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February 16, 2022

A Day in the Life of Mediators

You may have an image of what mediators do on a daily basis. Does it look like sitting at a table and talking over issues? Well, every case is unique and so is the preparation. While it could be a busy day or week of hearings and cases, mediators have so much more to do in their role in order to help the parties involved reach an agreement.

This article clarifies a few misconceptions about what mediators actually do in their role, how they do it, and how they work with clients specifically.

What Kind of Work Do Mediators Do?

Mediators work to resolve legal disputes between parties outside of the courtroom. The parties requesting mediation or following court-appointed orders can be individual people, groups of people, organizations, companies, or other sizable clients. While mediators can typically be requested in any kind of legal dispute, most mediators have a practice area or specialty they know well so they can serve their clients better.

If the parties are able to resolve their legal dispute with the assistance of the mediator, the mediator will typically draft a mediated settlement agreement (MSA) which is then taken by the parties and incorporated into a final document for a judge’s signature.

What Do Mediators Do on a Daily Basis?

On a non-mediation day, mediators typically spend the day fielding calls and emails from parties either seeking mediation or following up to resolve post-mediation issues. Mediators will also review questionnaire responses and important documents sent by parties for an upcoming scheduled mediation. This is helpful so mediators go into hearings with a clear picture of what the legal dispute is actually about and what each party is claiming. Although the initial meetings with the parties are similar, the issues and disputes in each case will always be unique.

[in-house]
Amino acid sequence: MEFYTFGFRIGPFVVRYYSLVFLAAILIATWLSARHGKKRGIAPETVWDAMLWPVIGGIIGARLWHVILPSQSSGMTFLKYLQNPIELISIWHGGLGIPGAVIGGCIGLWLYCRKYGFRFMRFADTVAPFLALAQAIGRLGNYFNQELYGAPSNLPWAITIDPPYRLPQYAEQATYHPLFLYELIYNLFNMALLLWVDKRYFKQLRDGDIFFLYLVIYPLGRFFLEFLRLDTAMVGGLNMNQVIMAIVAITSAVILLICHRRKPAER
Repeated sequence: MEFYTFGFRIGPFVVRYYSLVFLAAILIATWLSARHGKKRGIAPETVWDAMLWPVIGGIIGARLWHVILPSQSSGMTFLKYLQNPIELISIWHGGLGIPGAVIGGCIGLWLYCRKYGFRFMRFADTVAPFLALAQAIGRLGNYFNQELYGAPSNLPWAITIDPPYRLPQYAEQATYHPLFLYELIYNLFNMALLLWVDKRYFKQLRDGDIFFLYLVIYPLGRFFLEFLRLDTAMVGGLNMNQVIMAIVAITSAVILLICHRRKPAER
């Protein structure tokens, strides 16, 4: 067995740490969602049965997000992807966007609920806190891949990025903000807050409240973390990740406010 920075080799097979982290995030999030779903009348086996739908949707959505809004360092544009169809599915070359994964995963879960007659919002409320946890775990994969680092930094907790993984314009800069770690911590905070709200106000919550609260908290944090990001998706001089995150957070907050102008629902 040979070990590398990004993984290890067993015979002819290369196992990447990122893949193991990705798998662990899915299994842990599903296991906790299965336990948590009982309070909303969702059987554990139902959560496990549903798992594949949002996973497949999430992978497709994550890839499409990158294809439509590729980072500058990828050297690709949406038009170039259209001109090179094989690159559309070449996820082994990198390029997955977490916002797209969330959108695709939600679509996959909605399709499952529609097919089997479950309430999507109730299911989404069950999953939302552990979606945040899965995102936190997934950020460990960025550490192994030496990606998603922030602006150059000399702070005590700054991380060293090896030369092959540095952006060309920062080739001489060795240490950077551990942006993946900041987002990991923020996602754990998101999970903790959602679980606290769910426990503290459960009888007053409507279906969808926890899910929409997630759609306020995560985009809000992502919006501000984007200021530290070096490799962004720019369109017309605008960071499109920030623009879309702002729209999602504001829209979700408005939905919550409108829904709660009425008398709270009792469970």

Mediators also do legal research to learn where and how similar legal disputes were resolved—for example, what the settlement amount was or what the applicable legal standards are should the case not resolve in mediation and later require the assistance of a judge.

If there is a mediation scheduled for the day, the mediator will often arrive at the mediation location early to get set up and prepared with any necessary paperwork to facilitate the hearing. Once both parties arrive, the mediator will follow the standard procedure for the mediation. Click here for more information on the mediation process.

Note: Mediators do not advise parties on the law, but it is important for a mediator to know the legal standards so they are able to more effectively guide the parties towards a resolution that satisfies everyone involved.

How Fourth Party Make Your Day as a Mediator Easier

Meeting with parties can involve many different topics—from family law cases to contract negotiations to business cases, anything is possible. A mediator must be flexible and ready for anything. That’s where the Fourth Party app steps in.

Busy alternative dispute resolution professionals in mediation need to maximize their time, money, and client relationships with smart, useful features. Fourth Party is the best app for mediators and arbitrators to execute safe and secure conflict resolution on-the-move. ADR professionals can explore our dynamic note-taking tool for effective in-person or virtual hearing recaps. Also, close cases with confidence with our post-reporting feature that helps you navigate compliance at the state and federal level.

The Fourth Party app is intuitive, designed to help ADR professionals like mediators and arbitrators manage tasks, streamline negotiations, and track results – all in one place. Book a demo with us at Fourth Party to improve the dispute resolution process for yourself and your clients.